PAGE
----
When the cascade growth rate becomes comparable to the relativistic plasma frequency, an unexpected effect of symmetry breaking of the axisymmetric laser-plasma distribution comes into play due to current instability. The quasistationary plasma-field structure becomes unstable along the azimuthal angle φ, which leads to the development of small-scaled density perturbations. Since electrons and positrons moving in opposite directions produce strong axial current, its azimuthal fluctuations generate an alternating radial magnetic field B ρ . The pairs begin to be attracted to B ρ nodes, thereby locally increasing current density, which, in turn, causes additional growth of B ρ , consequent stronger compression of pairs in the vicinity of the nodes and further growth of current density. Initially, the pair plasma column breaks down into many sheets, which look like narrow rays in the z = 0 plane. This process manifests itself as a rapid increase of n p (t) slope close to t = 15T in Fig. 1(b). Later, due to current interactions, the sheets are attracted to each other forming denser sheets with correspondingly higher currents. After each merger the system relaxes to the new equilibrium state with lower total current and number of particles. Each merger can be distinguished as a local peak in the positron density curve in Fig. 1(b), mergers into four (t = 21.5T), three (t = 25.5T) and two (t = 32 T) current sheets are shown in Fig. 1(f,g,h). This effect is most pronounced for the last merger to the final steady state in the form of two aligned sheets. The sheets form a single plane oriented at a random azimuthal angle. This plasma-field structure is stable because it preserves minimum axial symmetry and consists of a minimum number of sheets spaced apart along the azimuth as much as possible, while the electric field hump confines radial particle motion.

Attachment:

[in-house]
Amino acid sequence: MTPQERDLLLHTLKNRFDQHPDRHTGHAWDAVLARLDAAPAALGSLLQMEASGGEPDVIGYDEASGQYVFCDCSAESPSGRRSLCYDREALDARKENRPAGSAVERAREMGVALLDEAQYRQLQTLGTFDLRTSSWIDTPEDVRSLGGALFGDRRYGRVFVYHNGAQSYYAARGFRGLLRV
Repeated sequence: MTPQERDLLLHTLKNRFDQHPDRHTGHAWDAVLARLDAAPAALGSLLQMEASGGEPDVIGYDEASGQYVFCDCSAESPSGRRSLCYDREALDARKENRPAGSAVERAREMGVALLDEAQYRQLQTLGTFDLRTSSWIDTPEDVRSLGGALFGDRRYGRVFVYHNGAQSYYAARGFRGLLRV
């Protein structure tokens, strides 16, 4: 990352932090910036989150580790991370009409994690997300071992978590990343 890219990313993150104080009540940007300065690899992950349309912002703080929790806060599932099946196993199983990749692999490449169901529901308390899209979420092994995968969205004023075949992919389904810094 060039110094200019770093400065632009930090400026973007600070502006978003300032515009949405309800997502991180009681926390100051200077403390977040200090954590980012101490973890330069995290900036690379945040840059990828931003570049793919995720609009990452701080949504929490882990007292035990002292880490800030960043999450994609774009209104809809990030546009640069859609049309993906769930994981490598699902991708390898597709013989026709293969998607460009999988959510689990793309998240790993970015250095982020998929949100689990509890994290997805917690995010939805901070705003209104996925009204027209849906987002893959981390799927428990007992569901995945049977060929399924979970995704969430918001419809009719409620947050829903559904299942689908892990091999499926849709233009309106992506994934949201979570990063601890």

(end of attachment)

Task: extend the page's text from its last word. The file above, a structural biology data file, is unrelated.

Multi-beam setup

In experiments the dipole-like wave structure can be mimicked by a number of tightly focused laser pulses. For a fixed power, the field distributions will be close to an ideal dipole wave but with lower maximum field intensity due to a limited aperture compared to dipole wave focusing. We suggest using a two-belt 12-beam laser system, a schematic of which is shown in Fig. 2(a). First of all, when the number of beams increases, the total power needed to reach desired field intensity decreases, namely, to effectively simulate a 10 PW e-dipole wave we need 35 PW for a 4-beam configuration, 20 PW for a 6-beam configuration and only 12 PW for the proposed configuration using the same f-number optics. Thus, the required power in one beam is about 1 PW, which is already available at the present-day laser facilities. Second, a two-belt configuration allows forming a more optimal field structure in comparison with one-belt configurations, as it covers a larger part of the radiation pattern. Third, this setup still has a reasonable number of beams, taking into account experimental realization issues.

Figure 2
Figure 2

Nonlinear interaction of 30 fs 15 PW two-belt 12–beam lasers with dense plasma target. (a) Schematic of the proposed experimental configuration. (b) Timeline of interaction. Curves depict the electric field envelope in the centre of the simulation region E (blue solid line), envelope of the vacuum electric field E in the centre of the simulation region (blue dotted line), field amplitude corresponding to stationary state, specifically, P th (blue dashed line), maximum positron density n p (green solid line), maximum electron-positron plasma density corresponding to stationary state (green dashed line), the number of electrons in the cylinder with height and diameter equal to λ N e (grey line), the number of positrons in the same cylinder N p (black line), total current J z in the z = 0 plane (red line). (c) Electric field in the centre of simulation region and (d) the number of positrons in the cylinder with height and diameter equal to λ for different maximum shifts of laser pulse focal point αλ and delay of laser pulse ±βT. The delay and shift for each of 12 laser pulses is randomly set within the specified boundaries.